Our connectivity ICs range from wireline to wireless solutions. We optimize our products for reliability of the communication channel and low power consumption. For wireline communication, we offer a complete family of transceivers compatible with different protocol standards used in the industry (PRIME, Meters and More, IEC 61334-5-1, CAN and others). Our ultra-low power wireless solutions include Sub-1GHz RF chips (aka SPIRIT Family), latest generation Bluetooth Low Energy (aka BlueNRG Family) and Wi-Fi technologies. We sell to OEMs and Mass Market both Standard and Dedicated RF solutions, either chips or certified modules.

Our FingerTip® family of Touch Screen Controllers provides true multi-touch capability, supporting unlimited simultaneous touches, and it is optimized for the extreme low power consumption. FingerTip also enhances multi-touch actions such as pinch-to-zoom, supports stylus operations and is compatible with both flat and curved display panel.

MEMS Sensors and Actuators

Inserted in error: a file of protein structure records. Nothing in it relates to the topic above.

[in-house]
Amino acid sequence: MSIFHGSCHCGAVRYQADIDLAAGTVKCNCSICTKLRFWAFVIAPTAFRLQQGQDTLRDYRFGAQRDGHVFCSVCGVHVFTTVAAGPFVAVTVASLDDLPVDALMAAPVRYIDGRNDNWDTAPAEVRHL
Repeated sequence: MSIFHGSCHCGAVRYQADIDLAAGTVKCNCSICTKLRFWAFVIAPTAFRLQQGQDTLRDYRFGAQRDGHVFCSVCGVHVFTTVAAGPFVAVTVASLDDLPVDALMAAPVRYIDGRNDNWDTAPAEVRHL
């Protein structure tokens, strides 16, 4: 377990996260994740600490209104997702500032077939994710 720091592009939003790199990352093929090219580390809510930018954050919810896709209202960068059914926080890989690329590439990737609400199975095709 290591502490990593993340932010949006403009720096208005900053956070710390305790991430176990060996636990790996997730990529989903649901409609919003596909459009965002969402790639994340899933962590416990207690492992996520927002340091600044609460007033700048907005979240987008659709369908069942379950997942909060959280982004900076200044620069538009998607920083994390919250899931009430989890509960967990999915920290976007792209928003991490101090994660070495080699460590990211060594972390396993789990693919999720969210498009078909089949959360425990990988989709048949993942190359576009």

Our MEMS portfolio includes both Sensors and Actuators. We sell our MEMS products in a broad range of application fields, including mobile, gaming, computer, automotive, industrial, healthcare and IoT.

MEMS Sensors include Motion MEMS (accelerometers, gyroscopes, magnetic sensors), Environmental Sensors (pressure, humidity and temperature) and Microphones. We offer a unique sensor portfolio, from discrete to fully-integrated solutions, high performance sensor fusion to improve the accuracy of multi-axis sensor systems in order to enable highly-demanding applications, such as indoor navigation and location-based services, optical image stabilization and high-level quality products.

MEMS Actuators include: (i) Thermal and Piezoelectric Actuators for 2D and 3D Printing in Consumer, Commercial and Industrial market applications; (ii) Piezoelectric Actuators for applications such as smartphone camera Auto Focus and MEMS loudspeakers; and (iii) Piezoelectric, Electrostatic and Electromagnetic Actuators for emerging VR/AR applications, ultra-low power depth cameras and LIDAR Systems for assisted Smart Driving.

Specialized Imaging Sensors